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We would like to thank Toh and Dutton for their comment(1) regarding the recommendation suggested in our article(2) to refer all osteoporotic patients starting antiresorptive therapy for dental clearance.
To clarify, the term ‘dental clearance’ means a comprehensive and thorough dental examination, with the provision of preventive and necessary dental treatment for patients starting therapy for osteoporosis. This should be carried out even for patients who routinely attend dental visits, as the oral condition is dynamic, and changes to oral health may sometimes go unnoticed. The dental examination is meant to establish the patient’s existing oral condition prior to starting therapy, as well as to treat active or potential inflammation/infection, which may predispose the patient to developing medicine-related osteonecrosis of the jaw (MRONJ) in the future.(3) Patients who are examined and deemed to be dentally fit, and practise good preventive habits, should continue to receive routine dental care. These recommendations are supported by the American Association of Oral and Maxillofacial Surgeons’ position paper, the Scottish Dental Clinical Effectiveness Programme guideline and the Canadian practice guideline.(4-6)
The Canadian guideline mentioned in the letter did not recommend against routine dental examination for osteoporosis patients with no dental problems, but rather suggested that patients who have been practising appropriate preventive dental care and report no acute dental problems only require routine dental care.(6) The paper also suggested that “if appropriate dental care has not taken place, or if there is an acute dental problem, this should be addressed prior to initiating a bisphosphonate”.(6)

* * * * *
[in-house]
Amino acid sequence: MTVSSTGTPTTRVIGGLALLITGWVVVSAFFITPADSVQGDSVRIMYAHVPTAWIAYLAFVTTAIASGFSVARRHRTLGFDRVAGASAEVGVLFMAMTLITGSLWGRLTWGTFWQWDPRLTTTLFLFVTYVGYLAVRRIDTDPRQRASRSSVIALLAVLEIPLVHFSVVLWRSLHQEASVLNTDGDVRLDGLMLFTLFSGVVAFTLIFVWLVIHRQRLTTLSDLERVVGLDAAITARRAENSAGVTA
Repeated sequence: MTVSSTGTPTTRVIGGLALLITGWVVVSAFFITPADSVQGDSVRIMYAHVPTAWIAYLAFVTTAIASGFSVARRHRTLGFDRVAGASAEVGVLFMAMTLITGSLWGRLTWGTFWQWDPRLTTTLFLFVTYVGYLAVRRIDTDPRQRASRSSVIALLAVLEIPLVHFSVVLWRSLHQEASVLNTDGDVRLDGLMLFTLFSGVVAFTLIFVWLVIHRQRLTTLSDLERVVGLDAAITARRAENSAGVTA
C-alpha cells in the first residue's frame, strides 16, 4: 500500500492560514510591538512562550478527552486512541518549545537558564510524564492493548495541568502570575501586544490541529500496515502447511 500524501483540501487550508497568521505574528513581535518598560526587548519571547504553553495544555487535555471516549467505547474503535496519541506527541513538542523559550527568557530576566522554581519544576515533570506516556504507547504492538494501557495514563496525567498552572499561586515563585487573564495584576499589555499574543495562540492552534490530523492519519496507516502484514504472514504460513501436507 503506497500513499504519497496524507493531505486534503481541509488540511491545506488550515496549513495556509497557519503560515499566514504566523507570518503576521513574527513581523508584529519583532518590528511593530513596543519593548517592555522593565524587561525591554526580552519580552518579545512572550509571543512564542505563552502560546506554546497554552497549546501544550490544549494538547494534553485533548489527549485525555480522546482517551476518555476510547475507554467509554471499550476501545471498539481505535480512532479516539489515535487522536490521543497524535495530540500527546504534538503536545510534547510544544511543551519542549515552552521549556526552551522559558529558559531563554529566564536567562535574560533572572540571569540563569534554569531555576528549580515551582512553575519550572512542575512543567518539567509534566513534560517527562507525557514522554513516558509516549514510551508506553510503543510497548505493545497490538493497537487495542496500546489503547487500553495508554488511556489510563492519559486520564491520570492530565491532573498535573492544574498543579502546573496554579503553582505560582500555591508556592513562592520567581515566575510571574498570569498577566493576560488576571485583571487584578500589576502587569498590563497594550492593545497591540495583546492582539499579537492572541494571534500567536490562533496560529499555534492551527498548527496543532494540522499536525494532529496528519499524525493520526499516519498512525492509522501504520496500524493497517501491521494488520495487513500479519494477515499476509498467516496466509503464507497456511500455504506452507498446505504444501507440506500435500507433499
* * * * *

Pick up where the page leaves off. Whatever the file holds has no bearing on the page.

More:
One must be aware that certain acute dental conditions and states of chronic dental inflammation are often painless, and changes to oral health may go unnoticed by the patient. Without a thorough examination, patients on antiresorptive therapy may eventually be faced with a decision to weigh the risk of developing MRONJ against the need for invasive dental treatment.
1. Toh CL, Dutton A. Comment on: Medication-related osteonecrosis of the jaw in osteoporotic patients: prevention and management. Singapore Med J 2018; 59:287.
2. Chan BH, Yee R, Puvanendran R, Ang SB. Medication-related osteonecrosis of the jaw in osteoporotic patients: prevention and management. Singapore Med J 2018; 59:70-5.
3. McGowan K, McGowan T, Ivanovski S. Risk factors for medication-related osteonecrosis of the jaws: a systematic review. Oral Dis 2018; 24:527-36.
4. American Association of Oral and Maxillofacial Surgeons. Position Paper: Medication-Related Osteonecrosis of the Jaw—2014 Update [online]. Available at: https://www.aaoms.org/docs/govt_affairs/advocacy_white_papers/mronj_posi.... Accessed April 18, 2018.
5. Scottish Dental Clinical Effectiveness Programme. Oral Health Management of Patients at Risk of Medication-related Osteonecrosis of the Jaw: Dental Clinical Guidance [online]. Available at http://www.sdcep.org.uk/wp-content/uploads/2017/04/SDCEP-Oral-Health-Man.... Accessed April 23, 2018.
6. Khan AA, Sándor GK, Dore E, et al; Canadian Association of Oral and Maxillofacial Surgeons. Canadian consensus practice guidelines for bisphosphonate associated osteonecrosis of the jaw. J Rheumatol 2008; 35:1391-7.